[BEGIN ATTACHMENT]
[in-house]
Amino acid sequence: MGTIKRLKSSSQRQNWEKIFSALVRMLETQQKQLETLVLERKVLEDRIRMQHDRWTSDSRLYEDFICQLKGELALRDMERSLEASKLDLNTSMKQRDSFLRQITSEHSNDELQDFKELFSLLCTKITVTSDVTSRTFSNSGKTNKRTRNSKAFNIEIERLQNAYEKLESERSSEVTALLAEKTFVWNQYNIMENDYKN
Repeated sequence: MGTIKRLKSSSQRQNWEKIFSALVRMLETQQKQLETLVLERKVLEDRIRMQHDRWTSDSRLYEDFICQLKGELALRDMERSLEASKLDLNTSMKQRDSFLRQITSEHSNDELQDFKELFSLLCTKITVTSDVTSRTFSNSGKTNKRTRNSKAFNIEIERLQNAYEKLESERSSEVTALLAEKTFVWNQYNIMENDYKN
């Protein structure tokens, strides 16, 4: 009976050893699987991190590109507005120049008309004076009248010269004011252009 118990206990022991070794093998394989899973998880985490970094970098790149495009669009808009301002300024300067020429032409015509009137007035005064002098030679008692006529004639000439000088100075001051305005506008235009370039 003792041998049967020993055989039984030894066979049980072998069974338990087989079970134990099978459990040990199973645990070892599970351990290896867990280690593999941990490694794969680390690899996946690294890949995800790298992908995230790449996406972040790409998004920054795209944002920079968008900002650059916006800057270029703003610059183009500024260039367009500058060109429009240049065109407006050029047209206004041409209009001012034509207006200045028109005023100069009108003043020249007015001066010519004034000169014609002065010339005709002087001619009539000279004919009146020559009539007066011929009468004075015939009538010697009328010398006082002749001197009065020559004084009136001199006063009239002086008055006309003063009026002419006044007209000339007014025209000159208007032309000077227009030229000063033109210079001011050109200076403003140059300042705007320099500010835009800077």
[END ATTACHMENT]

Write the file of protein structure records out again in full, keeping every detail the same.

[in-house]
Amino acid sequence: MGTIKRLKSSSQRQNWEKIFSALVRMLETQQKQLETLVLERKVLEDRIRMQHDRWTSDSRLYEDFICQLKGELALRDMERSLEASKLDLNTSMKQRDSFLRQITSEHSNDELQDFKELFSLLCTKITVTSDVTSRTFSNSGKTNKRTRNSKAFNIEIERLQNAYEKLESERSSEVTALLAEKTFVWNQYNIMENDYKN
Repeated sequence: MGTIKRLKSSSQRQNWEKIFSALVRMLETQQKQLETLVLERKVLEDRIRMQHDRWTSDSRLYEDFICQLKGELALRDMERSLEASKLDLNTSMKQRDSFLRQITSEHSNDELQDFKELFSLLCTKITVTSDVTSRTFSNSGKTNKRTRNSKAFNIEIERLQNAYEKLESERSSEVTALLAEKTFVWNQYNIMENDYKN
């Protein structure tokens, strides 16, 4: 009976050893699987991190590109507005120049008309004076009248010269004011252009 118990206990022991070794093998394989899973998880985490970094970098790149495009669009808009301002300024300067020429032409015509009137007035005064002098030679008692006529004639000439000088100075001051305005506008235009370039 003792041998049967020993055989039984030894066979049980072998069974338990087989079970134990099978459990040990199973645990070892599970351990290896867990280690593999941990490694794969680390690899996946690294890949995800790298992908995230790449996406972040790409998004920054795209944002920079968008900002650059916006800057270029703003610059183009500024260039367009500058060109429009240049065109407006050029047209206004041409209009001012034509207006200045028109005023100069009108003043020249007015001066010519004034000169014609002065010339005709002087001619009539000279004919009146020559009539007066011929009468004075015939009538010697009328010398006082002749001197009065020559004084009136001199006063009239002086008055006309003063009026002419006044007209000339007014025209000159208007032309000077227009030229000063033109210079001011050109200076403003140059300042705007320099500010835009800077």